“We are very sad because our numbers are skyrocketing,” said Dejan Panic, who runs the 91-bed EMERGENCY hospital here. The number of admitted trauma patients has increased by 20 percent this year, and so has the severity of the injuries, Mr. Panic said. The hospital recently built an underground bunker for staff and patients, in case the violence brings the sort of bombings that happened in Kunduz.
“Since this morning there has been ongoing fighting in Grishk, a village in the Helmand province. At EMERGENCY’s Surgical Center in Lashkar-gah, capital of the Province, we have been receiving many casualties from our First Aid Post in the village. At present, fourteen patients have been admitted, two others have been treated as outpatients, and we have been informed that two are being transferred. The majority of the injuries are very serious and appear to have been sustained by sniper fire. The hospital is getting full and we have started using the playroom as a ward to increase capacity,” says Luca, EMERGENCY’s Program Coordinator in Afghanistan.
“Fatooma was discharged from our Salam Center for Cardiac Surgery in Sudan a few days ago. Before leaving the hospital, she took the box of colored pens and the sheets of paper that we’d given her, and carefully put them in her “suitcase”. The smile on her face was full of hope.
When she came to us, her heart was beating so fast that it seemed to want to leap out of her chest. It was too late to try any pharmacological treatment: she’d been suffering from a strep throat that had been gradually damaging her heart as well, to the extent of destroying the valves. All this was caused by a rheumatic fever – an illness that strikes approximately 5 per 100,000 children in the United States, and can easily be cured. But in these countries, in the grip of poverty and war, it affects up to 100 people in 100,000, especially children between the ages of 5 and 15. All this because nobody had given her antibiotics; and yet just a simple pill would have been enough to prevent all this damage.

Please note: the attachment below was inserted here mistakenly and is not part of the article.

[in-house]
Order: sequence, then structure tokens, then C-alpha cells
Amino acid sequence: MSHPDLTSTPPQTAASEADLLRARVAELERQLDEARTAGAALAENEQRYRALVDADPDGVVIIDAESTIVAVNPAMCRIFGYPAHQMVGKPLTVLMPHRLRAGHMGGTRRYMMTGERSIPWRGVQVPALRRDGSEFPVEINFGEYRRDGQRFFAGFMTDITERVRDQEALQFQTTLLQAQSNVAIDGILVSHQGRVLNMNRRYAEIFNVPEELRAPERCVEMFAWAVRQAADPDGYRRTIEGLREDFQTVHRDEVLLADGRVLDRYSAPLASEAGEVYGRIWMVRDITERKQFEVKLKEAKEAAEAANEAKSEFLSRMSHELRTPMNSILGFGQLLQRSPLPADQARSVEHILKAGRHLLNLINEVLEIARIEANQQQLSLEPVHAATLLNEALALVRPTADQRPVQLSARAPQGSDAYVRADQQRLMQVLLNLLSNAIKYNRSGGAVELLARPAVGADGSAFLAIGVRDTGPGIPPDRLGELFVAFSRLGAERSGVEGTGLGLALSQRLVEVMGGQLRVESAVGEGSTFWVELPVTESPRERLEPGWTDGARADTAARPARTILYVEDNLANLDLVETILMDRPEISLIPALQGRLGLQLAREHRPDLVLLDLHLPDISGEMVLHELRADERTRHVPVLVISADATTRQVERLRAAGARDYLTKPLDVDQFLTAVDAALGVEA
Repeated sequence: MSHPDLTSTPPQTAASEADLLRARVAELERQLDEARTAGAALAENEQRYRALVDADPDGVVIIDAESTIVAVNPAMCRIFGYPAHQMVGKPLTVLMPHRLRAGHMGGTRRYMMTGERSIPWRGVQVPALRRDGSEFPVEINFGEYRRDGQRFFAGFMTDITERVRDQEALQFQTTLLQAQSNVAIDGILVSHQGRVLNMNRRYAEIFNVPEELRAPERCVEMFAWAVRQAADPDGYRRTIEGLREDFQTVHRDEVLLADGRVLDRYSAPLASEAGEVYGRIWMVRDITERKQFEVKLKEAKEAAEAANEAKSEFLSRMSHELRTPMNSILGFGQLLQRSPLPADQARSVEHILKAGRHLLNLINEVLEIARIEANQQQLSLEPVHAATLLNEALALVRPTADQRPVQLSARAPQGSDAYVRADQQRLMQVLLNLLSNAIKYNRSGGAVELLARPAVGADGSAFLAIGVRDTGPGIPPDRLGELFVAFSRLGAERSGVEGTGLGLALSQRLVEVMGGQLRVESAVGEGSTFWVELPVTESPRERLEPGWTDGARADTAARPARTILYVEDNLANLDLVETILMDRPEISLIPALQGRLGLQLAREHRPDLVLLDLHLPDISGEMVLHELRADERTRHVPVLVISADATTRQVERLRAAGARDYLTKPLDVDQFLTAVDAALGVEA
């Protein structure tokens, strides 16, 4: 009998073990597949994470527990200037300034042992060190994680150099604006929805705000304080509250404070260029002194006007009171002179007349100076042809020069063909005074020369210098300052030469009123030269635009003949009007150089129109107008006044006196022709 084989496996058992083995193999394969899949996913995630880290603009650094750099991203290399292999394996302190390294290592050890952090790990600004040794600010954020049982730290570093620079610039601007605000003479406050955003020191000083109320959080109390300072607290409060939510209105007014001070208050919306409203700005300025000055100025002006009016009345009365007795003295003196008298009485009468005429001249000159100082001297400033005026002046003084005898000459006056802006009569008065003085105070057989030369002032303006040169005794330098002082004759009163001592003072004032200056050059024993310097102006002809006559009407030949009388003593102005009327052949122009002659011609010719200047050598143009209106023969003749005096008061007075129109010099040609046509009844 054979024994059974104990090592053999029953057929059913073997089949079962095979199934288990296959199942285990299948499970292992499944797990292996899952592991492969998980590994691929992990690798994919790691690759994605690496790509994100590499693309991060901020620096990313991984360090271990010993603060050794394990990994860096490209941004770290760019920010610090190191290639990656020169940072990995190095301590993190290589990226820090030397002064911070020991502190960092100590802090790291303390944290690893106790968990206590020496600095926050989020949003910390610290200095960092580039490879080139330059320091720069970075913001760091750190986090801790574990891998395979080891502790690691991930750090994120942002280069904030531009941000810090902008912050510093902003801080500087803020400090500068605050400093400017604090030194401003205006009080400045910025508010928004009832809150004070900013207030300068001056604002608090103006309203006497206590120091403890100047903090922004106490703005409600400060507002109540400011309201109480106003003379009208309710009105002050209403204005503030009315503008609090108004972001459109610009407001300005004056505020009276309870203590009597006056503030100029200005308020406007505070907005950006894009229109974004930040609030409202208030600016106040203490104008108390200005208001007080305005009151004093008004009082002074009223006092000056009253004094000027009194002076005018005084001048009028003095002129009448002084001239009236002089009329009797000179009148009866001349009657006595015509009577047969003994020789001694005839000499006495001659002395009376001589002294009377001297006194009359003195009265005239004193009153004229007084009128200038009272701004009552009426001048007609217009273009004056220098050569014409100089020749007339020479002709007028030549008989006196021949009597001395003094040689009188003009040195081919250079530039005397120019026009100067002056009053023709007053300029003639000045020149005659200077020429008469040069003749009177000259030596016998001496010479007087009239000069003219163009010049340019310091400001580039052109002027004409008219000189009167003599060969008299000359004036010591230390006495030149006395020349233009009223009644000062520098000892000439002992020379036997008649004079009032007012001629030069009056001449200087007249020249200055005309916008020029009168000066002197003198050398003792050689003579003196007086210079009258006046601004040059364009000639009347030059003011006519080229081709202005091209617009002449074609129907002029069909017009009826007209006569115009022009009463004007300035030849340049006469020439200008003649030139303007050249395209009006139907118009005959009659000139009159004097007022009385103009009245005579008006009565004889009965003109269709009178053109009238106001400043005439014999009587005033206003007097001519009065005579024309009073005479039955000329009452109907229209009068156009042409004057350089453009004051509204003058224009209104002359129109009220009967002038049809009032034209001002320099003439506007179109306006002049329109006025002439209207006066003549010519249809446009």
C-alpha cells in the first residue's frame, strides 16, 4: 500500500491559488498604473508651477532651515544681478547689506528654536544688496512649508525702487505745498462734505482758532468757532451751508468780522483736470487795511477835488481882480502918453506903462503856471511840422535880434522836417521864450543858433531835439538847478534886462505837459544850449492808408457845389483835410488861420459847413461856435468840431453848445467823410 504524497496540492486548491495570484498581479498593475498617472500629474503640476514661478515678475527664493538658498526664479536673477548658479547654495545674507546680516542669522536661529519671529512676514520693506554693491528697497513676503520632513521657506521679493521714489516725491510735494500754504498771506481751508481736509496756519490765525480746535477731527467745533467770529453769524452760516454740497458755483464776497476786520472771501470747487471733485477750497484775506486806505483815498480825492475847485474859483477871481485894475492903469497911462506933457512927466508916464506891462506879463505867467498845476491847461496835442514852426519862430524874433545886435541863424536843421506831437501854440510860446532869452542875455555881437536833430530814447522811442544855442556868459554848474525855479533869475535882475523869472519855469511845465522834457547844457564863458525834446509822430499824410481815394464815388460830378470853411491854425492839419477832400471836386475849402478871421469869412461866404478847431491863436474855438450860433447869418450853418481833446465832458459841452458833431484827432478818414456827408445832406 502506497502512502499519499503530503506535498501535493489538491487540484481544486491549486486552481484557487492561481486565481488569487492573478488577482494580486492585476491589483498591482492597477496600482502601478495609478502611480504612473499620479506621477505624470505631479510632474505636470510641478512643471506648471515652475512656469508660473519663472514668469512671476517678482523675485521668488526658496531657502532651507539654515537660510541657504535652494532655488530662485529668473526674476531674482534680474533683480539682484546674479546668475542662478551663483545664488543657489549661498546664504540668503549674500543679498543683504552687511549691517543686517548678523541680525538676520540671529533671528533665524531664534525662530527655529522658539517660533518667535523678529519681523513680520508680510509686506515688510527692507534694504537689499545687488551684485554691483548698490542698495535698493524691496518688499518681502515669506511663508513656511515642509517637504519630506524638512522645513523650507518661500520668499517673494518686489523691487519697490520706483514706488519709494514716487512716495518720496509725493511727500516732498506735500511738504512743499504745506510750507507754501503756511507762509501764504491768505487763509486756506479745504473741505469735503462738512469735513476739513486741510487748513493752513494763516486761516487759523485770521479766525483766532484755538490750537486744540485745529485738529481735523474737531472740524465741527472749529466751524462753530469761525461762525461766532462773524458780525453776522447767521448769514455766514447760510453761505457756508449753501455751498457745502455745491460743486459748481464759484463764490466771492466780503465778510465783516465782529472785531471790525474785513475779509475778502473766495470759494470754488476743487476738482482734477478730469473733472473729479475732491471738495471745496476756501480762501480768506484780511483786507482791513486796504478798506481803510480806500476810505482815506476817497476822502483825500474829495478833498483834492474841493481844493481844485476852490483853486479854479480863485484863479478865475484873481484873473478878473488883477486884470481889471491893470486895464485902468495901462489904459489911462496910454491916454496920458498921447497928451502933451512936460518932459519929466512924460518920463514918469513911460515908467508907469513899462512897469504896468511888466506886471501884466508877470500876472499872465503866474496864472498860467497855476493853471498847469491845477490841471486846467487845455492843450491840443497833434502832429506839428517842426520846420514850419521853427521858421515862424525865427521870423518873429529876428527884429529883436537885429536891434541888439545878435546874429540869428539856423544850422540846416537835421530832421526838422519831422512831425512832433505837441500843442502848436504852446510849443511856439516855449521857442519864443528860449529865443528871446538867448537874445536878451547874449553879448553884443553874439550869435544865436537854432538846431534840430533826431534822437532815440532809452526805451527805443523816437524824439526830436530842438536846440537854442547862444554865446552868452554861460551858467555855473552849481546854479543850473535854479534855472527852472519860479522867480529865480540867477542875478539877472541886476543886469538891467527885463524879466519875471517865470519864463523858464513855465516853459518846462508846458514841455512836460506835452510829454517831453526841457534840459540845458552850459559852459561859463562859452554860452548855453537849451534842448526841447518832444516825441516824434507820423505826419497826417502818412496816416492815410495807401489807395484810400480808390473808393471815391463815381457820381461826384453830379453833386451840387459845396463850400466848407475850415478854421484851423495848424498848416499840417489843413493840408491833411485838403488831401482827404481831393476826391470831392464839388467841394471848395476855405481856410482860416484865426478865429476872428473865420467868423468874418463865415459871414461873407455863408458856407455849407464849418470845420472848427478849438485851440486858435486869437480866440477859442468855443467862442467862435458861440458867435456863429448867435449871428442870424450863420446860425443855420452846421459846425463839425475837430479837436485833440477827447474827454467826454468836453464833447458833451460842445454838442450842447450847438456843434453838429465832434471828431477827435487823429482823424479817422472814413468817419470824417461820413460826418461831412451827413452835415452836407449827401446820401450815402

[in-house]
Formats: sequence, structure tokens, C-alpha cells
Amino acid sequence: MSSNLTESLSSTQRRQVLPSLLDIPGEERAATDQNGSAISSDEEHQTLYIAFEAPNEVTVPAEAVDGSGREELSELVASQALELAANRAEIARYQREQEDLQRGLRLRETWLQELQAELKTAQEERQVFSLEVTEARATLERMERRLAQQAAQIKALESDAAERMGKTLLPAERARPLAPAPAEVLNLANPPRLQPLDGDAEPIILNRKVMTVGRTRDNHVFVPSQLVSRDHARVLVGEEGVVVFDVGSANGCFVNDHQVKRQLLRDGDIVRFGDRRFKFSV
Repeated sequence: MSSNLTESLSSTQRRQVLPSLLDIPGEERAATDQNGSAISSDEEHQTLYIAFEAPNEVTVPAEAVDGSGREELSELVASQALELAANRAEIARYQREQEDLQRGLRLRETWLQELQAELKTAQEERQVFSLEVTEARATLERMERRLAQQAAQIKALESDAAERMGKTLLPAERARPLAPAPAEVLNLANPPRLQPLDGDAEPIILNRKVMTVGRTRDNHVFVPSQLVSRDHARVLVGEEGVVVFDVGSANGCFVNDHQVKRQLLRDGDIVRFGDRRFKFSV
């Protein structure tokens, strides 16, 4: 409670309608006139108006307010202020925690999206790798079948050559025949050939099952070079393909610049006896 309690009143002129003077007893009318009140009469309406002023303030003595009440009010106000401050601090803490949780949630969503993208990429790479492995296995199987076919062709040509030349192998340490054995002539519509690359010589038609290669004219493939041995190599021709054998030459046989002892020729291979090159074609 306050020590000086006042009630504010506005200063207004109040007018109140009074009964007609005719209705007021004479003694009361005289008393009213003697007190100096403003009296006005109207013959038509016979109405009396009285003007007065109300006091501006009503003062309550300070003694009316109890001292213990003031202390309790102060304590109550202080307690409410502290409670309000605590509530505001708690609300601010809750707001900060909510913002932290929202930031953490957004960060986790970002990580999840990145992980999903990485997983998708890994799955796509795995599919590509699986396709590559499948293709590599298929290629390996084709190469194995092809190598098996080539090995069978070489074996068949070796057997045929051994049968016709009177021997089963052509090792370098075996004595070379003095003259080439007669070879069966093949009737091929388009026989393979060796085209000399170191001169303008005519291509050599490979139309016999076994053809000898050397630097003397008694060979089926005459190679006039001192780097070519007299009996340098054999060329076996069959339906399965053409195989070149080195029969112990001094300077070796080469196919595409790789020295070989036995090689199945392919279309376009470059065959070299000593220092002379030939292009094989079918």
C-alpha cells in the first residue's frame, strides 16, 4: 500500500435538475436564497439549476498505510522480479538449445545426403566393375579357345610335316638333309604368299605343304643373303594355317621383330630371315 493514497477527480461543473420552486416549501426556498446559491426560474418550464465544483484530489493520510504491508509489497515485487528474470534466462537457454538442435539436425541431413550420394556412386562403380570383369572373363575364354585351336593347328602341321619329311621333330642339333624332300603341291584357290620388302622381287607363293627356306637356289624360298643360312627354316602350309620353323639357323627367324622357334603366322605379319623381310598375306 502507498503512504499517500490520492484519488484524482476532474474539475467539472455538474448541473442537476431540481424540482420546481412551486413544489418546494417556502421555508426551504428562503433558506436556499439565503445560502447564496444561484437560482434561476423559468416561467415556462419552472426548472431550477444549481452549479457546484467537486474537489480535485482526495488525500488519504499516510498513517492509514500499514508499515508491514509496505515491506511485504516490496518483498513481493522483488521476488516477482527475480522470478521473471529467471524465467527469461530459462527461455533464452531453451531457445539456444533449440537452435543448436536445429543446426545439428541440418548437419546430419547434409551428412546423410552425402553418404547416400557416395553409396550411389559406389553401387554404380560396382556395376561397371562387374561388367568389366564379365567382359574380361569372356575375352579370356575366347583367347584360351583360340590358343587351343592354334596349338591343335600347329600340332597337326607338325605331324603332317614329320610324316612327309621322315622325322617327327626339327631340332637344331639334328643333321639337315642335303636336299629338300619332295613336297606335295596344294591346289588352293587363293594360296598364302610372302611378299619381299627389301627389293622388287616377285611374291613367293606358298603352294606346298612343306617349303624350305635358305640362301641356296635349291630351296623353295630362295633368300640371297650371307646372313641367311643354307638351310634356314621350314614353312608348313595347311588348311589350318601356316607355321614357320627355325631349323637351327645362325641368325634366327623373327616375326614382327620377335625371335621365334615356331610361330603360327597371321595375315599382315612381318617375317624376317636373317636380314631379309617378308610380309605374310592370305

Luckily, with a surgical operation we were able to repair her heart valve without having to replace it with a mechanical one. So Fatooma can now go back to her home in West Darfur, grow up healthy, go to school, and stay with her parents.”
–Daniela, EMERGENCY NGO cardiologist in Sudan
“Monday is the “big round” day here at the EMERGENCY NGO hospital in Goderich, Sierra Leone. I follow Enrico (our international orthopedic surgeon) and Kambai (our Sierraleonese physician) in their visit to all our patients: they discharge those who have improved and can go home, they plan the surgical operations, they stabilize and follow-up the post-op patients.
We start from the kids. Mammoud immediately catches my attention; I have already seen him going around the hospital in these days, and I have been wondering what happened to him.
Mammoud has been here since last September. He was playing in his backyard when unfortunately he fell directly into the fire that was set up for cooking. Half of his face is now covered by bandages, but on the other half you can see him smiling. He is curious, he feels at home in the hospital, and he has already made a lot of friends. He lost one eye, but he is not completely blind. Our doctors were able to save his sight and heal his burns. This is an impressive result, considering that being a disabled person in Sierra Leone often means marginalization and poor livelihood.
Mammoud still has a long and happy life in front of him.”
— Laura, EMERGENCY staff
While the Ebola emergency is officially over in Sierra Leone, the epidemic has severely weakened an already struggling national health system. The need for health care support is still huge. This is why a few months ago EMERGENCY opened a new First Aid Post (FAP) in Lokomasama, Sierra Leone. The hospital offers free first aid treatment for people living in the countryside, where access to healthcare is extremely difficult.
National and International staff there are working 24/7 to guarantee high-quality and free-of-charge services; while Health Promoters are visiting the surrounding villages to inform people about the new centre and our activities.
Connecting the hospital with local communities is very important: it ensures people are informed about the possibility to receive free-of-charge healthcare, a quite unusual thing in Sierra Leone. Local Health Promoters, trained by EMERGENCY, are vital to provide people with basic information about healthcare and, most of all, to invite them into the hospital in case of injuries or accident. Gaining the trust of people from rural villages is fundamental to do our job properly. Local staff plays a key role in raising awareness about our commitment.